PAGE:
Canada’s Discrimination Laws
Canada’s human rights legislation protects employees from discrimination. These laws vary by province but commonly protect against discrimination related to race, creed, sex, age, sexual orientation, and religion.
Some jurisdictions in the country have adopted privacy legislation that will protect your employees’ or potential employees’ sensitive data. When you’re staffing your Canadian business, you can collect personal information only for a rational purpose, and you’ll have limited distribution methods. For example, if you must transfer an employee’s information to another country, you’ll need to notify the employee and take steps to ensure that the data won’t be used for any other purposes.
How to Hire Employees in Canada
You can choose to hire employees yourself or work with a global PEO to help you find talent.
Hiring your employees on your own requires a significant time commitment and the willingness to travel to Canada multiple times. You will need to make sure your company’s key players have time to spare so you can hire abroad.
You may also choose to work with a global PEO such as Globalization Partners. Our RecruitGlobal service helps you maximize your time and find quality candidates for your business. While setting up a subsidiary is a months-long process to finish before you can even hire an employee, we can act as the Employer of Record and hire employees on your behalf to get you up and running in days.
Canada Employment Compliance
Canada has extensive employment laws at both the federal and provincial level, which can make Canada employment compliance bewildering for businesses new to the country. Every province has its own withholding, social services, and notice periods. About 80% of Canadian employees are protected by provincial employment laws, while the rest is covered by federal law.
Most provinces limit the number of hours your employees can work in a week, although some jurisdictions have exceptions for the maximum hours for specific industries. Employees also have the right to an annual paid vacation — although this also varies by province.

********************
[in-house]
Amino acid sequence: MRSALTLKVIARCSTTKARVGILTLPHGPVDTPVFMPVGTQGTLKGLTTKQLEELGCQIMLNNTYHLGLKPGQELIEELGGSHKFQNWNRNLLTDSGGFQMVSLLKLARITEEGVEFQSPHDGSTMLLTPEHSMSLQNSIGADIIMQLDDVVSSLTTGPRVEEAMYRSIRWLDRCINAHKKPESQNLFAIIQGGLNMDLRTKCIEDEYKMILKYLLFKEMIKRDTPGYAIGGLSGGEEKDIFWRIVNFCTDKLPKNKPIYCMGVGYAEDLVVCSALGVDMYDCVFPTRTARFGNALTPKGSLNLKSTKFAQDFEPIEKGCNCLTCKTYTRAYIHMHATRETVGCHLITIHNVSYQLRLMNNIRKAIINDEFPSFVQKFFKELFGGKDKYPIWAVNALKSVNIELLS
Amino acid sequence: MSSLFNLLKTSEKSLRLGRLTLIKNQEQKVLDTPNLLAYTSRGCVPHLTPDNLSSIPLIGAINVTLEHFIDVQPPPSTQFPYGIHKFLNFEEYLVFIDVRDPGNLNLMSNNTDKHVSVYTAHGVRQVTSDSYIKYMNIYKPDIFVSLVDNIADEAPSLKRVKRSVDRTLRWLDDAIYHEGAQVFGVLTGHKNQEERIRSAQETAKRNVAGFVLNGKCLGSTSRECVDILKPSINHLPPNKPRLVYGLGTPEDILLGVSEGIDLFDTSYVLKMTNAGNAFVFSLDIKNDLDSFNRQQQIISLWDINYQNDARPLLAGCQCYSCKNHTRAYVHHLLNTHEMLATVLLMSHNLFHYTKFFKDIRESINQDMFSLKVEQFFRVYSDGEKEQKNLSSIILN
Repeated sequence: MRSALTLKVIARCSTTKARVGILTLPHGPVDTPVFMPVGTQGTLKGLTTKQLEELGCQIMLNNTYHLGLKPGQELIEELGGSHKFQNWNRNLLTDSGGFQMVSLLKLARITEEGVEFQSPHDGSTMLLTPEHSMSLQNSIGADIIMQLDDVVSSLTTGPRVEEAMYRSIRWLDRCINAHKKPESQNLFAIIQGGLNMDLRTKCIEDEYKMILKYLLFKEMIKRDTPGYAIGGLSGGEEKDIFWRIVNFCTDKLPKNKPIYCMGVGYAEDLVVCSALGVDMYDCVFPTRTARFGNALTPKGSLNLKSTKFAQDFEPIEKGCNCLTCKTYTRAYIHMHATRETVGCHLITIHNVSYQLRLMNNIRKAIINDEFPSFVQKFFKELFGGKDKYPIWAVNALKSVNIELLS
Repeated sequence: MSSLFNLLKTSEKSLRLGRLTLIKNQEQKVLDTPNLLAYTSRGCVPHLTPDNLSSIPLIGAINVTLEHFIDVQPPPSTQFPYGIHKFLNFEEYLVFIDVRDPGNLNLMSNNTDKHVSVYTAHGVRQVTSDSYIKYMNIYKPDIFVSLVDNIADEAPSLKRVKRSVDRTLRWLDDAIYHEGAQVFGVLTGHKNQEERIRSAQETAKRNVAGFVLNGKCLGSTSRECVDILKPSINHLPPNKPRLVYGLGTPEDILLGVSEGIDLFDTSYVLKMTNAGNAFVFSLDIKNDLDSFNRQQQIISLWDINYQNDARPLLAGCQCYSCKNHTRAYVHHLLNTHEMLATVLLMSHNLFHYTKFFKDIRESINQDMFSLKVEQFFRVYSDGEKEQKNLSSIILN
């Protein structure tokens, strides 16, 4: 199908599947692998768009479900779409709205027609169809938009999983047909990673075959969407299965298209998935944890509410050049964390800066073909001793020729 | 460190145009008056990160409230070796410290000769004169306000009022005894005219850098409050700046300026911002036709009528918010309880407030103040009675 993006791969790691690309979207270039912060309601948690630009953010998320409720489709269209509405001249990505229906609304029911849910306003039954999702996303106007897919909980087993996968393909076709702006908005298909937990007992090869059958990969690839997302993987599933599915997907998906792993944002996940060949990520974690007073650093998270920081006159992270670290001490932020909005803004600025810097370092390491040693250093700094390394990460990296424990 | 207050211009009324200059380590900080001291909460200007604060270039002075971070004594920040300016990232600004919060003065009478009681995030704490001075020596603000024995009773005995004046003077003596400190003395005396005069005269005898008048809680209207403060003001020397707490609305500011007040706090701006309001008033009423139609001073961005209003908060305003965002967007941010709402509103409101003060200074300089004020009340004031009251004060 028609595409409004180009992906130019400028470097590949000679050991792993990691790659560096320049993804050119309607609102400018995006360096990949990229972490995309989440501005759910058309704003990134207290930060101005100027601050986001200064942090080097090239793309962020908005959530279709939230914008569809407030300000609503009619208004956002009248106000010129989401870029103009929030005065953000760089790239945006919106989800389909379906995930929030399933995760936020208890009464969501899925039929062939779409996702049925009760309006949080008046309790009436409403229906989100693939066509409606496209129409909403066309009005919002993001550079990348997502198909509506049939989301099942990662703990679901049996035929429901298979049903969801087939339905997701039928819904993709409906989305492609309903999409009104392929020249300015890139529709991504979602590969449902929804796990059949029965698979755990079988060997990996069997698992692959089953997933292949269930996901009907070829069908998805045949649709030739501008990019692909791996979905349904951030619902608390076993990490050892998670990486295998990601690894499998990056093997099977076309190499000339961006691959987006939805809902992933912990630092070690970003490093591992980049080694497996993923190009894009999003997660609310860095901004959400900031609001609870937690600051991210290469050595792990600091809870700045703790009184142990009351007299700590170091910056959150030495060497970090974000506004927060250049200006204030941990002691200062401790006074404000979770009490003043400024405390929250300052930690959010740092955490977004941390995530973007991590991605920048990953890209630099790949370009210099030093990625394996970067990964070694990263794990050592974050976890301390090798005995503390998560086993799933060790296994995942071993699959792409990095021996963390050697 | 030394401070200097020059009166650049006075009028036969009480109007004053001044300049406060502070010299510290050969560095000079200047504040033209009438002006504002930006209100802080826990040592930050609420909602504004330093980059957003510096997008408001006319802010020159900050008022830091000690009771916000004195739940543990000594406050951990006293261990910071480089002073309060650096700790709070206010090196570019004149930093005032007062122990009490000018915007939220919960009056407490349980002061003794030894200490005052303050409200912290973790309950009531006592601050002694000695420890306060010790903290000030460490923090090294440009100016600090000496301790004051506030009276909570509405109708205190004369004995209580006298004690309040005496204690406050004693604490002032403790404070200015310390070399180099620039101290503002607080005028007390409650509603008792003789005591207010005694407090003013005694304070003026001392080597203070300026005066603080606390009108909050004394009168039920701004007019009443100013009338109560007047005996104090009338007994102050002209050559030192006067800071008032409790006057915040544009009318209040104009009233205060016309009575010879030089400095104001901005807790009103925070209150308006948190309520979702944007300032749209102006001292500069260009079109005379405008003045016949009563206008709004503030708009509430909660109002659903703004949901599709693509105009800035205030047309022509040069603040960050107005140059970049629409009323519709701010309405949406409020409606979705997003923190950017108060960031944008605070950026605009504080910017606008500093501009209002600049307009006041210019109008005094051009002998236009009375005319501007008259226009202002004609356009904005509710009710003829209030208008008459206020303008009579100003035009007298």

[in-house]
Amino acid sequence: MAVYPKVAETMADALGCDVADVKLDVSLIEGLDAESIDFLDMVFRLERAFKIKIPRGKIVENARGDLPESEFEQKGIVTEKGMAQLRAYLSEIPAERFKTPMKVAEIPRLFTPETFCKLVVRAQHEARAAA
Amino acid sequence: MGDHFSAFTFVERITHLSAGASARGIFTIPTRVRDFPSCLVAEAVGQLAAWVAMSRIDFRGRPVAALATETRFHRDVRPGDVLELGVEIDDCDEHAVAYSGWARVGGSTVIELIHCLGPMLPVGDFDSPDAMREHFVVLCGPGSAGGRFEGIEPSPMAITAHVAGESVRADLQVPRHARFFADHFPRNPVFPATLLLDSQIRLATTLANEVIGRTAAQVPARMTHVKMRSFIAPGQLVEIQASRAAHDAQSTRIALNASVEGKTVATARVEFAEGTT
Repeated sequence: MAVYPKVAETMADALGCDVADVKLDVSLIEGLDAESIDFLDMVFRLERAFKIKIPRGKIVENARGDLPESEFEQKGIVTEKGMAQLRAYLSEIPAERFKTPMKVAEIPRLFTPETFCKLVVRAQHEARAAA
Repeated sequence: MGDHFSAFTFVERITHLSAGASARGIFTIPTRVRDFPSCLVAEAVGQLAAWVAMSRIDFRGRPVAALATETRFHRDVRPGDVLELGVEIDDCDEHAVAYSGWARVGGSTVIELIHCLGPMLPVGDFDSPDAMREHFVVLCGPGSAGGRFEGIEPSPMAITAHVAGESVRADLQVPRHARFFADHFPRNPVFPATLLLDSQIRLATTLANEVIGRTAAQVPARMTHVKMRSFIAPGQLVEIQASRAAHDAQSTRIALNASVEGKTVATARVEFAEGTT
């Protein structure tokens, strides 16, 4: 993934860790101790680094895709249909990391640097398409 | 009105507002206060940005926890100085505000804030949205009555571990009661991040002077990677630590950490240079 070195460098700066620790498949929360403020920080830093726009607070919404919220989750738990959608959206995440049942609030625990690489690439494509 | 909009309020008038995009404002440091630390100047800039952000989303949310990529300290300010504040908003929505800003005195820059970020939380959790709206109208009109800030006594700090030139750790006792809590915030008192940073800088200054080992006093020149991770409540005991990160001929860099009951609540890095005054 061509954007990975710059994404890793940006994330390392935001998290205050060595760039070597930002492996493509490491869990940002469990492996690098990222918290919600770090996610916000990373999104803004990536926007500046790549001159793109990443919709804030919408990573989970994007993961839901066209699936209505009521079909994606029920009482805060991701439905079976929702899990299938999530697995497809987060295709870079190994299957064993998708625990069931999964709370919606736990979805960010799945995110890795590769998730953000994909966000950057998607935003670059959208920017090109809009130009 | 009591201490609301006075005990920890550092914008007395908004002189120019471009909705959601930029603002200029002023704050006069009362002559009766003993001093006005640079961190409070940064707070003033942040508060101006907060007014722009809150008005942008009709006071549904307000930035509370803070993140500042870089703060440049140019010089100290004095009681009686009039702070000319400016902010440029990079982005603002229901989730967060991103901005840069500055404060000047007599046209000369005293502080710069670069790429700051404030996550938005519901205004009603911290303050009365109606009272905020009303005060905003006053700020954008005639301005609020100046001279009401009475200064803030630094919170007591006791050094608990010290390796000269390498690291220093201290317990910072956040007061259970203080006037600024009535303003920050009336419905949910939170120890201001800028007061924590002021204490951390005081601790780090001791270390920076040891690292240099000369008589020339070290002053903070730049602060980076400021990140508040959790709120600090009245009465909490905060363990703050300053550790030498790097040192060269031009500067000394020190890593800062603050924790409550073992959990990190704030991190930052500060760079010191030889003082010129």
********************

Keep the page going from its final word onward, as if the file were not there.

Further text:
Canadian employment contracts often include a probationary period of three months. However, employers are required to provide reasonable notice of termination.
Onboarding Canadian Employees
Before you officially hire Canada employees, you’ll need to examine each new employee’s Social Insurance Number (SIN) and record it. If the number begins with nine, the worker is not a Canadian citizen or permanent resident and can only work for a particular employer with authorization from Citizenship and Immigration Canada.
You’ll also need to ask employees to fill out required forms such as Form TD1 before their first day.
Benefits of Canada Hiring Outsourcing
Because Canada has extensive employment laws, you’ll need to stay well-versed on both federal regulations and those in the particular province where you are hiring. Canada hiring outsourcing with a global PEO is a great way to stay compliant and save you time and money.
Globalization Partners can hire employees on your behalf to get you started without setting up a subsidiary. As the Employer of Record, we handle all Canada employment compliance and take the liability off your shoulders. Contact us today for more information.